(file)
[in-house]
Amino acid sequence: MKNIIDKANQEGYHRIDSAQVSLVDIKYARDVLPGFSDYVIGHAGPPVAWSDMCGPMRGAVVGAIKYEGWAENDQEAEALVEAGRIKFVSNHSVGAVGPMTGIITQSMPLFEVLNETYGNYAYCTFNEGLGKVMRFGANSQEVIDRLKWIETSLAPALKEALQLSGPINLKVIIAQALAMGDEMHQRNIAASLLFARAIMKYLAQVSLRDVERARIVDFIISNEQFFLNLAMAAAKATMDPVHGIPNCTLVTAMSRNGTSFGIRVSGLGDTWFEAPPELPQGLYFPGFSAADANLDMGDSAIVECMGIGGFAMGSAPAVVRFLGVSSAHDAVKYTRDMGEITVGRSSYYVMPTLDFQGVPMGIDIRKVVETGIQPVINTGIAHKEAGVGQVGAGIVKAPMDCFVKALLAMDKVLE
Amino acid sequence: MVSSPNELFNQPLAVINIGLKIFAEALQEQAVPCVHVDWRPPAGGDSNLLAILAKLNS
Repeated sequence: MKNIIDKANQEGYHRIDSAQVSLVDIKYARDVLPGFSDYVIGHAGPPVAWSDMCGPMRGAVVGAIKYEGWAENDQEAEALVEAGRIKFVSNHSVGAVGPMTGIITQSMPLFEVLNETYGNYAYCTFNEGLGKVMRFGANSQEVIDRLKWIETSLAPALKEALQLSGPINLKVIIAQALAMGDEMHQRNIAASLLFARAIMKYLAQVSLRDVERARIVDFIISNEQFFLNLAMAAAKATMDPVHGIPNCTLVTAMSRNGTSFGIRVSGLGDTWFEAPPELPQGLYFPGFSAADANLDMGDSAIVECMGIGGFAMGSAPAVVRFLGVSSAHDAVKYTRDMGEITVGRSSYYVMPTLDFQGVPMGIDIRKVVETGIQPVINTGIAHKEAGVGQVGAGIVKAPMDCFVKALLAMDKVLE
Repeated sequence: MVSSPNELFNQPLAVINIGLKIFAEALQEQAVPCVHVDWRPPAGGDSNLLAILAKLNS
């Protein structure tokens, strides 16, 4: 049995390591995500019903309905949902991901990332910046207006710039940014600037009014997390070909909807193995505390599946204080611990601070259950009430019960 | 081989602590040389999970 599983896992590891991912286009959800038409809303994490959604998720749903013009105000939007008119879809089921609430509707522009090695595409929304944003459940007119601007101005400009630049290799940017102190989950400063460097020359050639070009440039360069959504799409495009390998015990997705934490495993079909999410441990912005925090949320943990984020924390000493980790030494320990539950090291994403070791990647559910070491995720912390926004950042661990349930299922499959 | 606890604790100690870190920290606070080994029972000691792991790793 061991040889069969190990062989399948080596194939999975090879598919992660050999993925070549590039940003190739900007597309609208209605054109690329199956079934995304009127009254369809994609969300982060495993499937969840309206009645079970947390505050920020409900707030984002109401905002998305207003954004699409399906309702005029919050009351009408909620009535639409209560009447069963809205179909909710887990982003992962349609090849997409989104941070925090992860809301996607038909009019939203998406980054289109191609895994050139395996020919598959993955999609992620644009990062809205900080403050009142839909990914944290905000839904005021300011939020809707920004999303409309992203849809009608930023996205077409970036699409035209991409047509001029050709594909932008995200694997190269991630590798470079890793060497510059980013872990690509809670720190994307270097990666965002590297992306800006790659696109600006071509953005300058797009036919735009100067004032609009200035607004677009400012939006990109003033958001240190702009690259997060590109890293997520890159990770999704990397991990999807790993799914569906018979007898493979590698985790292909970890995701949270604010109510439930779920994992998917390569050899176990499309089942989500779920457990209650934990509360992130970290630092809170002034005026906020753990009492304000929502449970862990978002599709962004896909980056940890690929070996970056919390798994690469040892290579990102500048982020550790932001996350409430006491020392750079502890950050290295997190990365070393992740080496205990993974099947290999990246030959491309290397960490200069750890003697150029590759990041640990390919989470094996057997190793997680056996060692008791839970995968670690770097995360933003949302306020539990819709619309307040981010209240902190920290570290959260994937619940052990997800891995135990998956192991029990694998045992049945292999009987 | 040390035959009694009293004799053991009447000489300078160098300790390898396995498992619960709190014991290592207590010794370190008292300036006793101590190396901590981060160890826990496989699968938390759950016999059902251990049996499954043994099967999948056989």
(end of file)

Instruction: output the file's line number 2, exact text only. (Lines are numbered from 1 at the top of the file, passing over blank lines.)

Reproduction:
Amino acid sequence: MKNIIDKANQEGYHRIDSAQVSLVDIKYARDVLPGFSDYVIGHAGPPVAWSDMCGPMRGAVVGAIKYEGWAENDQEAEALVEAGRIKFVSNHSVGAVGPMTGIITQSMPLFEVLNETYGNYAYCTFNEGLGKVMRFGANSQEVIDRLKWIETSLAPALKEALQLSGPINLKVIIAQALAMGDEMHQRNIAASLLFARAIMKYLAQVSLRDVERARIVDFIISNEQFFLNLAMAAAKATMDPVHGIPNCTLVTAMSRNGTSFGIRVSGLGDTWFEAPPELPQGLYFPGFSAADANLDMGDSAIVECMGIGGFAMGSAPAVVRFLGVSSAHDAVKYTRDMGEITVGRSSYYVMPTLDFQGVPMGIDIRKVVETGIQPVINTGIAHKEAGVGQVGAGIVKAPMDCFVKALLAMDKVLE